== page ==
Monthly Archives: November 2011

The Women of Winchester, Virginia

We are happy to welcome guest author Virginia R. Bensen. This is the introduction to a series of articles that will follow over the next few months about the Civil War women of Winchester, Virginia. What is interesting about these … Continue reading

Posted in Civilian, Common Soldier, Economics, Medical | Tagged , | 8 Comments

African-Americans in the Civil War (Part 3)

Part three in a series. African-Americans tried to enlist in both the Union and Confederate armies at the start of the Civil War.  Although both armies reject black soldiers, by the end of the war over 200,000 men serve in … Continue reading

Posted in Antebellum South, Emerging Civil War, Personalities, Slavery, USCT | Tagged , | 1 Comment

Lincoln Pardons Turkey, But Not General Porter!

Wednesday, November 27 marked another year in which a turkey received a Presidential pardon, this time from President Obama. The 2013 turkeys (there are always two nowadays–one is an alternate in case something happens to the first) are from Michigan, … Continue reading

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African-Americans in the Civil War (Part 2)

Part two in a series. While thousands of slaves escaped slavery before the Civil War, in many cases using the Underground Railroad, thousands more escaped slavery during the Civil War.  In 1862, from April to August the Union army occupied … Continue reading

Posted in Antebellum South, Civilian, Emerging Civil War, Reconstruction, Slavery | Tagged , , , , , , , , | 4 Comments

Emerging Civil War Tour!

We are happy to announce that we have a date for our first tour. The tour will be “Gettysburg: Off the Beaten Path.” Join historians Daniel Davis, Phil Greenwalt, Chris Mackowski, and Kristopher White on May 5th, 2012. Together we … Continue reading

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African-Americans in the Civil War (Part 1)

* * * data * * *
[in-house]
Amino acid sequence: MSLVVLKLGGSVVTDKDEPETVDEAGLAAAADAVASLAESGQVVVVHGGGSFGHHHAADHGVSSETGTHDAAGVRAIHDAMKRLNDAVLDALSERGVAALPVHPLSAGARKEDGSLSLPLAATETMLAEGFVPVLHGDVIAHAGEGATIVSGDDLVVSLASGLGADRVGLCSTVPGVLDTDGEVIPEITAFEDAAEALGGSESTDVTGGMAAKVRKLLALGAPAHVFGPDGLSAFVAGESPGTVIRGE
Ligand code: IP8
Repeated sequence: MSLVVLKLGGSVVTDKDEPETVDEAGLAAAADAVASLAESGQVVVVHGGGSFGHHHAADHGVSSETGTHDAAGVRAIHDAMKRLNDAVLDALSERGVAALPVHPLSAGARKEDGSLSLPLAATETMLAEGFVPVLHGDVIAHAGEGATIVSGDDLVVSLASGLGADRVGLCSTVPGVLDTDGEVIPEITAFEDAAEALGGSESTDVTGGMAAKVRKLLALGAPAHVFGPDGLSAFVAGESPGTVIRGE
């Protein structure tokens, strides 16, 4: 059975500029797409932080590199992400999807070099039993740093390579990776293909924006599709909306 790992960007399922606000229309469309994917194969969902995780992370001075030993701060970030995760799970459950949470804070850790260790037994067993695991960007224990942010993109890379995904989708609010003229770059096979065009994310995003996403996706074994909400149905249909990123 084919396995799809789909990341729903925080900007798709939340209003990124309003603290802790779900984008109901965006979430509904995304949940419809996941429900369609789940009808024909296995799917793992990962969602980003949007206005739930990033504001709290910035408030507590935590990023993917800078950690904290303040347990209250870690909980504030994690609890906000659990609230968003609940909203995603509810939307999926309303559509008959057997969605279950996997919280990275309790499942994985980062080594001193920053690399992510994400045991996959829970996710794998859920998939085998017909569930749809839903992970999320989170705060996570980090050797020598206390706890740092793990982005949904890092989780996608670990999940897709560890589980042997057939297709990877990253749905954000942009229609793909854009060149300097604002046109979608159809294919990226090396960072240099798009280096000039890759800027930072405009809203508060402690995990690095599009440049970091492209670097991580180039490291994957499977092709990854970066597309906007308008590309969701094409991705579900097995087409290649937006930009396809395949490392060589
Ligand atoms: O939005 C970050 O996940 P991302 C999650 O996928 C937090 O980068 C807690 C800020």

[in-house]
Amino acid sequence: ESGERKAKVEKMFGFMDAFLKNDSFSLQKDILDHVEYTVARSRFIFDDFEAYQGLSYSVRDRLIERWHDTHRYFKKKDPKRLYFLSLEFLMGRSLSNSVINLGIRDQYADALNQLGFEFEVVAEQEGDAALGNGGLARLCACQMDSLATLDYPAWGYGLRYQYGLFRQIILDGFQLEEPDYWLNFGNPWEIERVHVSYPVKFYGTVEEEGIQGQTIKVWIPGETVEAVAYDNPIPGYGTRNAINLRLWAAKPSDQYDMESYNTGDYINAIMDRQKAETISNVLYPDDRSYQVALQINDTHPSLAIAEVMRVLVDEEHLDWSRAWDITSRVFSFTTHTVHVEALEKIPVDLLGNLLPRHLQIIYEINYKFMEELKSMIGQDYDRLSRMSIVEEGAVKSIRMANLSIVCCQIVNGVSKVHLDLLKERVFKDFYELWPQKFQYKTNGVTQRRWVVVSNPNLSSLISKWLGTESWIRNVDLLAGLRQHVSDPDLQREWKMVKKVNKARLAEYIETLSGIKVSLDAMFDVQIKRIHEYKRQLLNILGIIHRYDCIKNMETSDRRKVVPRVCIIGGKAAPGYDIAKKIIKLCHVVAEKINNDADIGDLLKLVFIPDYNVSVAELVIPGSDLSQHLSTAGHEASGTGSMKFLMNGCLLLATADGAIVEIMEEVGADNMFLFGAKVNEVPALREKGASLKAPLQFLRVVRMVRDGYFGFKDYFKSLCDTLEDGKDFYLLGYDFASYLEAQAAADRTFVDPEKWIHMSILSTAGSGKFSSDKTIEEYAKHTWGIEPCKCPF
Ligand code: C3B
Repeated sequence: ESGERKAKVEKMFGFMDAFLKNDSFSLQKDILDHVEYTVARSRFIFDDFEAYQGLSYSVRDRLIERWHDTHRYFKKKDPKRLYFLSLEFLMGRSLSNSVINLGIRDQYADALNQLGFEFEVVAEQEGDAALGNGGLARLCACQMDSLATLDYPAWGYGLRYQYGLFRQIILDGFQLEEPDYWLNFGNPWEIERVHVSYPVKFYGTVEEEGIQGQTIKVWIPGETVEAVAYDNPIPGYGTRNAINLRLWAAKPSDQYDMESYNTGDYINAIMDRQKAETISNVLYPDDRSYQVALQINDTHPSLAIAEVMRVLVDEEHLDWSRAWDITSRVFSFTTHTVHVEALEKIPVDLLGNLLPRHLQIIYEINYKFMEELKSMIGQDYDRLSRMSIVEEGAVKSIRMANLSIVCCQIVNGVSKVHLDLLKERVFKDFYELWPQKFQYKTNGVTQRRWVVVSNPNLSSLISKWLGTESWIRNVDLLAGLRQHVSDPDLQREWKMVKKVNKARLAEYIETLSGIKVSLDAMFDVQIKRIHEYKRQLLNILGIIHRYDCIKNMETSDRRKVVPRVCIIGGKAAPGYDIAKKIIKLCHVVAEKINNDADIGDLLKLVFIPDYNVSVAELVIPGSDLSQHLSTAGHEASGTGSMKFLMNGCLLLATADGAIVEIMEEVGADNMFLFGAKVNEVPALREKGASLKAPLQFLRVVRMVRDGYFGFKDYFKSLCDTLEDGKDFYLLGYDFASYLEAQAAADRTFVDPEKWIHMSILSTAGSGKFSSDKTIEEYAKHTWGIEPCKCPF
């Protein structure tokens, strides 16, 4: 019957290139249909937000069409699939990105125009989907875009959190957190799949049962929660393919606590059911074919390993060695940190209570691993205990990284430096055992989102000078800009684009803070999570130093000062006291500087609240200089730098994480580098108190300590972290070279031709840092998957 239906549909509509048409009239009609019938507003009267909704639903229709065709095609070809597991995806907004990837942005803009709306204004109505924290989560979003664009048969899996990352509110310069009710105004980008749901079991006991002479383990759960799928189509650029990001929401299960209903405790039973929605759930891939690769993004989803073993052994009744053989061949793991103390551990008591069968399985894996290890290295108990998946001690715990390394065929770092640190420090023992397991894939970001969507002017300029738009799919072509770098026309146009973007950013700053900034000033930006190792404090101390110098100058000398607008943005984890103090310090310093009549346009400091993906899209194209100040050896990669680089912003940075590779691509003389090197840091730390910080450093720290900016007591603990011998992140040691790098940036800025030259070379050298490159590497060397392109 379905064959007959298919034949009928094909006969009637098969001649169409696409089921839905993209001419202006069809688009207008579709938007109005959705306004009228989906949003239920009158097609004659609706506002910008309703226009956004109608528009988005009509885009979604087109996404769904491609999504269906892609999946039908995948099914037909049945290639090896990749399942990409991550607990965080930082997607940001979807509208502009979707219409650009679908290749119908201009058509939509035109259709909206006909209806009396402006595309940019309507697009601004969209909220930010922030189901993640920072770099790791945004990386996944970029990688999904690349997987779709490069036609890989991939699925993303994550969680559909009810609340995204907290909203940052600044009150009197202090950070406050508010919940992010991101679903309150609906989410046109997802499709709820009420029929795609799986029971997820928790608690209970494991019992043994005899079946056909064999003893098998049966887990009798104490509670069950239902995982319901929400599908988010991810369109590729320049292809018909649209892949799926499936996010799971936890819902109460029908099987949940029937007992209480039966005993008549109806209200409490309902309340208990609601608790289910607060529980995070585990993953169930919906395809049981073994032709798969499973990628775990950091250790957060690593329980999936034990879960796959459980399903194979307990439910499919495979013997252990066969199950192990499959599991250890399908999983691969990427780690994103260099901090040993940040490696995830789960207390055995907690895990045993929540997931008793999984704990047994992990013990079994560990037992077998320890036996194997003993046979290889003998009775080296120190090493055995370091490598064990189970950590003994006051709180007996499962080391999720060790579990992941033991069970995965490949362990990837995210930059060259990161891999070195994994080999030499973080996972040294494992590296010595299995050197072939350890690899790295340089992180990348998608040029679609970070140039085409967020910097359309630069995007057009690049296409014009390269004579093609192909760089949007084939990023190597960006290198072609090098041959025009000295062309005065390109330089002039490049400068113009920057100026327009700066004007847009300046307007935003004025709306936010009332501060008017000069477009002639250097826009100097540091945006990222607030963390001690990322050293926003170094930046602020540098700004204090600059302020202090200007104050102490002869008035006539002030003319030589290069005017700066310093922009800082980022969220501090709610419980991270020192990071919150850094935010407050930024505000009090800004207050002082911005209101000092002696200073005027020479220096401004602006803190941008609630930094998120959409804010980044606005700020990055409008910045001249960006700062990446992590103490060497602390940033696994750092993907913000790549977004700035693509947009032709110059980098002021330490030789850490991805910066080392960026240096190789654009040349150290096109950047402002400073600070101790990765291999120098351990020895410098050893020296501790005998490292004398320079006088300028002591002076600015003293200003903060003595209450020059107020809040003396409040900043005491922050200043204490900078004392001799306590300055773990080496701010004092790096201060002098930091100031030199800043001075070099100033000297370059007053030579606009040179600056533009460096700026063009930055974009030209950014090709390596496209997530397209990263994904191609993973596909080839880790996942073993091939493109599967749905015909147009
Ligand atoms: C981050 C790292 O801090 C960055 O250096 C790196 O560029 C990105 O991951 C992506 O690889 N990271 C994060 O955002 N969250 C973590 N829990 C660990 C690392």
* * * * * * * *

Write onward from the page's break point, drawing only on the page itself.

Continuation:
Part one in a series African-Americans were freemen, freed men, slaves, soldiers, and slave-owners during the Civil War. As a historian, I must be objective and discuss the facts based on my research. Some of our history maybe different from … Continue reading

Posted in Antebellum South, Civilian, Emerging Civil War, National Park Service, Slavery | Tagged , , | 6 Comments

“I Regret To Inform You . . . “

New approaches to counting the Civil War dead have raised the count considerably. From about 1900, the number of dead had remained at 618,222 men, counting deaths on both sides of the conflict. New estimates, however, have raised the total … Continue reading

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The Other Port Royal

When someone mentions Port Royal in the Civil War, most historians or scholars think of Port Royal, South Carolina and the Battle of Port Royal in November 1861.  There is another Port Royal that was very important during the Civil … Continue reading

Posted in Civilian, Emerging Civil War | Tagged , , , , , , , , | 12 Comments

Where Are All the Flags?

This past summer, on Armed Forces Day, Caity Stuart had a profound encounter with a veteran who was visiting the Fredericksburg & Spotsylvania National Military Park. In honor of Veteran’s Day, we asked her to share that story. — Editors … Continue reading

Posted in Battlefields & Historic Places, Memory, National Park Service | 10 Comments

On the Power of Storytelling and the American Civil War

St. Bonaventure University has me featured in a video on its Facebook page as part of a series called “Open Office Hours.” We can’t embed the video for you at the moment, but you can check it out here. Sit … Continue reading

Posted in Books & Authors, Emerging Civil War | 1 Comment